Hong Kong marks peaceful anniversary of street protests

2015-09-28 16:32
Protesters raise yellow umbrellas during a moment of silence in Hong Kong. (AP)

Protesters raise yellow umbrellas during a moment of silence in Hong Kong. (AP)

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Hong Kong - Babies, dogs, painters and priests were among thousands on Monday who peacefully marked the anniversary of pro-democracy protests that had brought parts of Hong Kong to a standstill for 79 days.

Holding yellow umbrellas aloft, demonstrators marked the moment when tear gas was fired in 2014, galvanising tens of thousands to take to the streets to challenge the Communist Party's dictates from Beijing.

"I don't feel much has changed," said Wallis Fu, a 23-year-old secretary who had occupied the main Admiralty protest site around government headquarters last year.

"I'm here to remind the government we haven't forgotten that nothing has been done," Fu said.

None of the protestors main demands have been met.

City Chief Executive Leung Chun-Ying remains in office, and is considering another 5-year term. City residents will also need to wait until 2020 to see any new attempt at instituting electoral democracy.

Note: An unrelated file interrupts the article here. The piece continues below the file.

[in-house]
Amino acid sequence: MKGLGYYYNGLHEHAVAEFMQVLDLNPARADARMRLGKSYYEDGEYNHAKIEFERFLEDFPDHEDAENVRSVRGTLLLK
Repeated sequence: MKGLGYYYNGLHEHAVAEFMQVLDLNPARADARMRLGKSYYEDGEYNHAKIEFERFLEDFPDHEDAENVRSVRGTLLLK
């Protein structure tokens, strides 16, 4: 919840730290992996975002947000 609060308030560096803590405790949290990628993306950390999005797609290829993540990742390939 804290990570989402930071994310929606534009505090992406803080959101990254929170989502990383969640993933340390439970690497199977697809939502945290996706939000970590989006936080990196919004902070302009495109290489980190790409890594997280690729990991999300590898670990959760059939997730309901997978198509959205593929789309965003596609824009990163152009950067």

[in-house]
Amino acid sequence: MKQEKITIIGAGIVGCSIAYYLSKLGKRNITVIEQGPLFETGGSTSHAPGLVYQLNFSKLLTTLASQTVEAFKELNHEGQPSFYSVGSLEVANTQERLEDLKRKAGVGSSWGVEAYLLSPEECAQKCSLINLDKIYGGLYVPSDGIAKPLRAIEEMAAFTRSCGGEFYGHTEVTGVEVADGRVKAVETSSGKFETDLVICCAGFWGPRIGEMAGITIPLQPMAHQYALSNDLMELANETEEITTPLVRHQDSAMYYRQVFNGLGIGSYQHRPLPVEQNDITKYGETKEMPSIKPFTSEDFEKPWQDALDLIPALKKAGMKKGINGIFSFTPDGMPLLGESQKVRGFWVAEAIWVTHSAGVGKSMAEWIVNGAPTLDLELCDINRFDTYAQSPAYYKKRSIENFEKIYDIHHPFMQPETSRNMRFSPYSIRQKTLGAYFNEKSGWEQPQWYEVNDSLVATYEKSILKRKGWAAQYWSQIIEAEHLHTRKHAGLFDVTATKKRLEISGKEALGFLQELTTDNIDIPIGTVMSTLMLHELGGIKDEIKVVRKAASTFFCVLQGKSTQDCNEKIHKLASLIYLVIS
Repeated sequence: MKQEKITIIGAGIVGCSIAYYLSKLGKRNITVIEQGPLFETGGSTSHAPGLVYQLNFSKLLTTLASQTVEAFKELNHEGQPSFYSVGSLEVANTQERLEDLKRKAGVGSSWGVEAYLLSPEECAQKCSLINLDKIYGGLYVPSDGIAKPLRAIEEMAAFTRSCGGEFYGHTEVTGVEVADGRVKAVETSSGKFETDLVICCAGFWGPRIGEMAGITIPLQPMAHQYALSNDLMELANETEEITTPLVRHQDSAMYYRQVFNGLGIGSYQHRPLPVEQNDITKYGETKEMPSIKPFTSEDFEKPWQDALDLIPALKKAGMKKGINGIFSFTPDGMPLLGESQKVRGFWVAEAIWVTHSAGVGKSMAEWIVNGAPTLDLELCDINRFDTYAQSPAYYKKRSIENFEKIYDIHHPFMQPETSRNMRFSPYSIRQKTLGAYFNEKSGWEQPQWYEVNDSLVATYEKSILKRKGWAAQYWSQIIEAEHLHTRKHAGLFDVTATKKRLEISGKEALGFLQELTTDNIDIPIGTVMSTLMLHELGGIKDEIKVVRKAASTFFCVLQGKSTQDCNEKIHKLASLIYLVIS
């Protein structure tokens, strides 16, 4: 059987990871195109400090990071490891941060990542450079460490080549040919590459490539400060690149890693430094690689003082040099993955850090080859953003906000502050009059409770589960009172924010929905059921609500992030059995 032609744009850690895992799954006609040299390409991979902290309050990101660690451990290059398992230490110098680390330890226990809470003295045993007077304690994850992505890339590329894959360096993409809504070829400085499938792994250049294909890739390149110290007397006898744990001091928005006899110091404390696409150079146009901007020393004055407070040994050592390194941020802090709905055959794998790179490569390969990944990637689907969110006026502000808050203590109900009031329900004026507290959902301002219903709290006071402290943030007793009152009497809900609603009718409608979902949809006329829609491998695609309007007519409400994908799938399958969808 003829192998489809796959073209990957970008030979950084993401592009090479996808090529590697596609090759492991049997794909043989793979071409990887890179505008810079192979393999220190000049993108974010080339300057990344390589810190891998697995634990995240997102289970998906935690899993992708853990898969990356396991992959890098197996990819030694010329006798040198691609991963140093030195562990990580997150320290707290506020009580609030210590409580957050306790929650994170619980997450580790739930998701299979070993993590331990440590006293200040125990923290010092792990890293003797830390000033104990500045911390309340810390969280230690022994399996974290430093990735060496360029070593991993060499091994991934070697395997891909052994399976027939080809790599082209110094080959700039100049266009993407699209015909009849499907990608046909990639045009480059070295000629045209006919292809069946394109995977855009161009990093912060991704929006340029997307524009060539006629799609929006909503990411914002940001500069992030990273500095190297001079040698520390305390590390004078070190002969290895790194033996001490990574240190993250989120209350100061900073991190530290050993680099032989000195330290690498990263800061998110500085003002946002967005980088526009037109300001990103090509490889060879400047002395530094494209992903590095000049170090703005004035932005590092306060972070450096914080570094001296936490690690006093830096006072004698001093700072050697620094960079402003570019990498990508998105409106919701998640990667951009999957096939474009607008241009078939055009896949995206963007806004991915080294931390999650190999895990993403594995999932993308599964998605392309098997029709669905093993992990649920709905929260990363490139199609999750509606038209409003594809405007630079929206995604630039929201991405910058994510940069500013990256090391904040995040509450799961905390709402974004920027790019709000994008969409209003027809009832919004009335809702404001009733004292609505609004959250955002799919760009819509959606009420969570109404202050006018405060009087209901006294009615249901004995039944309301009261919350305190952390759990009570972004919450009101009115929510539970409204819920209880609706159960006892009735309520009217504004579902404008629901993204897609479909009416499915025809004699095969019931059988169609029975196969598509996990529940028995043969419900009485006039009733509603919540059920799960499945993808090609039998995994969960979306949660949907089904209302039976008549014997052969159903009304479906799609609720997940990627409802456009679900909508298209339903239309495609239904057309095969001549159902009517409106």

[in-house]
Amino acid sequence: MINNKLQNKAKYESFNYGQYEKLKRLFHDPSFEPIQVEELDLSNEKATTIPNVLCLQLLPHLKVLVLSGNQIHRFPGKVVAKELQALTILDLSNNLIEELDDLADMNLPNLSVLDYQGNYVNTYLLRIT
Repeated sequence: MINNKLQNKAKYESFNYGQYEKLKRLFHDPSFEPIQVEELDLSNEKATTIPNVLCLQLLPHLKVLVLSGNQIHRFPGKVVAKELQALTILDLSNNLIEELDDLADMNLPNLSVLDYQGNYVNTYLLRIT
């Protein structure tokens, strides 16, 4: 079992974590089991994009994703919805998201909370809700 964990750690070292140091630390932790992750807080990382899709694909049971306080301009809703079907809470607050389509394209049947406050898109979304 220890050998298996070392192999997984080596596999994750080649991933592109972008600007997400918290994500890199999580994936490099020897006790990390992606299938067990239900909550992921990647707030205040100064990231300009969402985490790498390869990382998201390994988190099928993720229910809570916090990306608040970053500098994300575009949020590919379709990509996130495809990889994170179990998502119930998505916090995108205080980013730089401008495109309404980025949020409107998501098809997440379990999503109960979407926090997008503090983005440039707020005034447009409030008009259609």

"Some call it a failure, but I don't think so," said actor Gregory Wong, 37. "The movement succeeded in putting more awareness out there."

A small contingent of a couple hundred who disagree with the suffrage movement sat in an amphitheatre.

"I think we have enough freedoms," said Alice, 60, a now-retired garment factory owner who withheld her surname. "Democracy should happen bit by bit."

Thousands of police encircled the government building with barricades to block any attempt to reoccupy the roads.

The next election, in 2017, will proceed under the current system, where a 1 200-member committee of the city's economic and political elite selects the chief executive, with no popular vote.

The debate over Hong Kong's political future has its roots in its British colonial past. As a condition of the 1997 handover, China promised Hong Kong a high-degree of autonomy, until at least 2047, under the "one country, two systems" principle.

Read more on:    hong kong  |  china

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